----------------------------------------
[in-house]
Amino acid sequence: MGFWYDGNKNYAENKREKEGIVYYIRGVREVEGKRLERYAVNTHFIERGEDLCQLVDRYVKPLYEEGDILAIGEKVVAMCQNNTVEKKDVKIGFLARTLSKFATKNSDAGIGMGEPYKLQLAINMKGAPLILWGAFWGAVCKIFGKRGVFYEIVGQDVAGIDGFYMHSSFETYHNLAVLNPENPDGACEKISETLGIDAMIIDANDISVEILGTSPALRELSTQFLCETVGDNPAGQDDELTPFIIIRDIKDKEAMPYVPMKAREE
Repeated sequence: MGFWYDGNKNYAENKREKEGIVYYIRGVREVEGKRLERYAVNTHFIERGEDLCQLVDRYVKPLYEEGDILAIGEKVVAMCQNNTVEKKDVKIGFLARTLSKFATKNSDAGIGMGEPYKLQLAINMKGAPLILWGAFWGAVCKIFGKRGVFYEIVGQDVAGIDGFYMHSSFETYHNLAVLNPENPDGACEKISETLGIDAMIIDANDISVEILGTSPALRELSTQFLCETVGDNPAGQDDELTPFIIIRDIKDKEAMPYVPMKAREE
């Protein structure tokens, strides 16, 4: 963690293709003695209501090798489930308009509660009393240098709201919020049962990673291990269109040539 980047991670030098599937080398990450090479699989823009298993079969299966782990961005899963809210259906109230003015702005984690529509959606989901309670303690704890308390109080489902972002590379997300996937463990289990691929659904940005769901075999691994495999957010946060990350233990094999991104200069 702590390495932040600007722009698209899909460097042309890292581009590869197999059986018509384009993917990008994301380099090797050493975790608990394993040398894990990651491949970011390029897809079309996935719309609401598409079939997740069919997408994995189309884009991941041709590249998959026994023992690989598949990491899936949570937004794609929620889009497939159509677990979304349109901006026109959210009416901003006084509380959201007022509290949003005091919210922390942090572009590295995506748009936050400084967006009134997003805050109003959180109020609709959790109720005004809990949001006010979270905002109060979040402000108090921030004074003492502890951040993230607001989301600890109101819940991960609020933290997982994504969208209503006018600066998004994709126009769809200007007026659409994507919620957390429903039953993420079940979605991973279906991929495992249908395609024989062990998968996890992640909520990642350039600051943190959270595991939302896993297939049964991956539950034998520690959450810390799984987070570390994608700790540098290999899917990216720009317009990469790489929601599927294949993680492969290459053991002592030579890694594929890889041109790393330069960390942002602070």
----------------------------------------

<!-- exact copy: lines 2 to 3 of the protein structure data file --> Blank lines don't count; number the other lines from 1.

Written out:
Amino acid sequence: MGFWYDGNKNYAENKREKEGIVYYIRGVREVEGKRLERYAVNTHFIERGEDLCQLVDRYVKPLYEEGDILAIGEKVVAMCQNNTVEKKDVKIGFLARTLSKFATKNSDAGIGMGEPYKLQLAINMKGAPLILWGAFWGAVCKIFGKRGVFYEIVGQDVAGIDGFYMHSSFETYHNLAVLNPENPDGACEKISETLGIDAMIIDANDISVEILGTSPALRELSTQFLCETVGDNPAGQDDELTPFIIIRDIKDKEAMPYVPMKAREE
Repeated sequence: MGFWYDGNKNYAENKREKEGIVYYIRGVREVEGKRLERYAVNTHFIERGEDLCQLVDRYVKPLYEEGDILAIGEKVVAMCQNNTVEKKDVKIGFLARTLSKFATKNSDAGIGMGEPYKLQLAINMKGAPLILWGAFWGAVCKIFGKRGVFYEIVGQDVAGIDGFYMHSSFETYHNLAVLNPENPDGACEKISETLGIDAMIIDANDISVEILGTSPALRELSTQFLCETVGDNPAGQDDELTPFIIIRDIKDKEAMPYVPMKAREE